OK. Bill Sherman, Big Sunny D and Sean Collins have weighed in on this already, and they've managed to sum this up quite nicely, confirming the suspicions that I had about the general thrust of this difficult-to-like limited series. Look, for the record, I like Grant Morrison's work. I was right there, digging on his Doom Patrol and its magnificent spinoff Flex Mentallo, one of my all time favorite comics series. Marvel Boy. The Invisibles. Even a trade or two of his New X-Men. I think there are few, if any writers who have as much sheer imagination as Morrison, let alone the ability to challenge his readers. However, as with his Invisibles, I think that he has ultimately failed to get his ideas across because he has deliberately chosen to cloak and obscure them with overwhelming visual and verbal clutter, which would seem to be at cross purposes with the enlightenment he seems to hope to bring to his reader. But he apparently doesn't know how to do it any other way...when waxing all metaphysical on us, I don't think he could write a linear story if he wanted to. These convoluted "unreality vs. reality" and "common man striving to find that small spark of the divine within while dealing with the mundanity of the world in which he lives" notions were the heart of Invisibles, (especially) Flex, and the Filth, and only on Flex was he able to state his case clearly. Whenever I've finished something like this, I'm always reminded of Robert Christgau's review of John Lennon & Yoko Ono's Some Time in New York City, in which he states:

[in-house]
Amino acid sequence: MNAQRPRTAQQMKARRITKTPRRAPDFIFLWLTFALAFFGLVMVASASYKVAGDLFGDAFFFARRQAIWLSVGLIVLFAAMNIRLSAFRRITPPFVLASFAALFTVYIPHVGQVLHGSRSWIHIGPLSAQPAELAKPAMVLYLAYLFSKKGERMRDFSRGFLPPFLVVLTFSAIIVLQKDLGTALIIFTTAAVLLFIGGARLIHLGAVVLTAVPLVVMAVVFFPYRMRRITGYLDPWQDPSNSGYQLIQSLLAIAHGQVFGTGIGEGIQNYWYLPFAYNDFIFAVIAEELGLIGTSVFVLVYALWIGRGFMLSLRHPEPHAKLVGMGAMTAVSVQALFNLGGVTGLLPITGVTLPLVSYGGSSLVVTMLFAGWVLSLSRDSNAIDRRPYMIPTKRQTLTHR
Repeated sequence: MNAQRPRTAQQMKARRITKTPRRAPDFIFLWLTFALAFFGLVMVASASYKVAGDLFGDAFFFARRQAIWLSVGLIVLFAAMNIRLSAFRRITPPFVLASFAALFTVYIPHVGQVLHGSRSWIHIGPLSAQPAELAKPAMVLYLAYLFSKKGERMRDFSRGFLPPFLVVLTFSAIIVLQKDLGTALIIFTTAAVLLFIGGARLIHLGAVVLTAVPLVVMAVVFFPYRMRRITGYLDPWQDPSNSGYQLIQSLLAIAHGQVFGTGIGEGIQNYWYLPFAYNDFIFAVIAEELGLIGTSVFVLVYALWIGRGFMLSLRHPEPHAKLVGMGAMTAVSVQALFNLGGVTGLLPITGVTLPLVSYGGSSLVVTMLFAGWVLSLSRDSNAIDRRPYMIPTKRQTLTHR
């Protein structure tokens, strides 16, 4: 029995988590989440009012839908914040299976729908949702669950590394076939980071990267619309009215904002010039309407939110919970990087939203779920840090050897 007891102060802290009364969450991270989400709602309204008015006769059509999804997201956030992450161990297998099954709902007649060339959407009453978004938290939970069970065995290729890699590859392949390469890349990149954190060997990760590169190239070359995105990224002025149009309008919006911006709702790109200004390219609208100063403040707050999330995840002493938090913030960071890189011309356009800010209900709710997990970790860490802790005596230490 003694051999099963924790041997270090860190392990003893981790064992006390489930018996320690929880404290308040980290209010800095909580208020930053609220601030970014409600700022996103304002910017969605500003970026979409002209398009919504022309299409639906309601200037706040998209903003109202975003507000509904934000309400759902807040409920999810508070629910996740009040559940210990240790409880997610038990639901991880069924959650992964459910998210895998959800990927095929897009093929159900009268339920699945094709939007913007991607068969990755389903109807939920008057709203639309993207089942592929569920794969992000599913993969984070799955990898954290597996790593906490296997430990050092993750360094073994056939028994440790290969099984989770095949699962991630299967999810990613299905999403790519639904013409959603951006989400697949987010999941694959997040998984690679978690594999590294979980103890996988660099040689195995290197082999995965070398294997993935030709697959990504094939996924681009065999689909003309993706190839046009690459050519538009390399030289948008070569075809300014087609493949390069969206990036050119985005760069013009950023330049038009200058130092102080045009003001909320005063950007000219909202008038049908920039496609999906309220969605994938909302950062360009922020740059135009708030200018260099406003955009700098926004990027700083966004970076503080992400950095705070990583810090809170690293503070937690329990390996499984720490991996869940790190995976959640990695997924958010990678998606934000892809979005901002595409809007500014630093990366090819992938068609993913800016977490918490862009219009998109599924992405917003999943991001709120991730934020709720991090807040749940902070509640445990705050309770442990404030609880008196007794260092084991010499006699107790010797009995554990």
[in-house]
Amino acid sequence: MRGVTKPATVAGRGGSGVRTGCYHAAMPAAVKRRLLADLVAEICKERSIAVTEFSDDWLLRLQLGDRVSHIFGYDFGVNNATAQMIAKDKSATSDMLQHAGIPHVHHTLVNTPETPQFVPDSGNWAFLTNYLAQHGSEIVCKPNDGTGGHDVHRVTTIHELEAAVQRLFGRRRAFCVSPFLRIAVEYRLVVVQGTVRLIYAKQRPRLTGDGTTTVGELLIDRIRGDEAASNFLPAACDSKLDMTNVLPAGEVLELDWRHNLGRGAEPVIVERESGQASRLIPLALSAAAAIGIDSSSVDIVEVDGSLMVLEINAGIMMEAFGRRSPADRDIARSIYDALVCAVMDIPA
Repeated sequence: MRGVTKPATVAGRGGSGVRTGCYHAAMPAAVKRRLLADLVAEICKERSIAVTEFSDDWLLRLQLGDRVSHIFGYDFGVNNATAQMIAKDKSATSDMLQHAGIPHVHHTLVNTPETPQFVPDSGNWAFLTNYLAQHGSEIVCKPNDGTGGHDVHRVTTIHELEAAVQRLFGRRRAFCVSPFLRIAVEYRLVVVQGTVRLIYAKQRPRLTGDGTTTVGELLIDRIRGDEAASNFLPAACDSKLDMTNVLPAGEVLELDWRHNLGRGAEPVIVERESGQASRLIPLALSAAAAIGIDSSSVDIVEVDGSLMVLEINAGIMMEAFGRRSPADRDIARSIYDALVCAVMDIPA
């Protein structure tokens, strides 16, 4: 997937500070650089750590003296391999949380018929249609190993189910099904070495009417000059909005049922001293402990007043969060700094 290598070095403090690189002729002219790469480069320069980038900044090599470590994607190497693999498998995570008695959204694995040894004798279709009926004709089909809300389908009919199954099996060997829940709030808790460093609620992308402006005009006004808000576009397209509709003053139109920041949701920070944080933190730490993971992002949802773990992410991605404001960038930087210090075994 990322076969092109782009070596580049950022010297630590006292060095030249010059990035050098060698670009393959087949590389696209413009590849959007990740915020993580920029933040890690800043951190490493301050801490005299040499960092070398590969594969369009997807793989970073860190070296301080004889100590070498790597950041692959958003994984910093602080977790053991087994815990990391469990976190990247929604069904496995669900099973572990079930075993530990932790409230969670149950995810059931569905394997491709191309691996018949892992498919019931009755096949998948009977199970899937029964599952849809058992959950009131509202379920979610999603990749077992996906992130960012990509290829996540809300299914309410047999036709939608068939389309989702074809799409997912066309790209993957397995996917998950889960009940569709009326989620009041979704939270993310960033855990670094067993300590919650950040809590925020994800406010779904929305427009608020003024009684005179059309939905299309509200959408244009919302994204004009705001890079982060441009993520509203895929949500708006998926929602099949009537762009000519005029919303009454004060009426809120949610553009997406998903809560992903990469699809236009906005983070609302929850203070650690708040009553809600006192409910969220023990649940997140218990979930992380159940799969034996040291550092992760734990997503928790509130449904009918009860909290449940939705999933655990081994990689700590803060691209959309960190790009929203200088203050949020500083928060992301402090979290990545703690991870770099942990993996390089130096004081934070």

...But if agitprop is one thing and wrong-headed agitprop another, agitprop that doesn't reach its intended audience is hardly a thing at all.

And isn't agitprop of another sort what Morrison's trying to do, this time on a perceptual level rather than a social level like John & Yoko in 1972?

All right, that's all. I think I'll definitely have to re-read this at some point; after all, it took me a couple of readings to get to the bottom of Flex Mentallo as well. And I'll also mention that Chris Weston, with inker Gary Erskine, often turned in some stellar work during the course of this series, no more so than on this issue's touching last page. The coloring was magnificent throughout. A lot of what The Filth was trying to say may have evaded me, but I'll give DC a lot of credit for putting it out. I wish more floppy pamphlets, or trade paperbacks for that matter (and that may be where The Filth coheres) would be as challenging as this one has been. This issue: B. Entire series: C+

Note: The Filth review has been edited a bit to help clear up some fuzzy thinking on my part. Mercy buckets, Big Sunny D!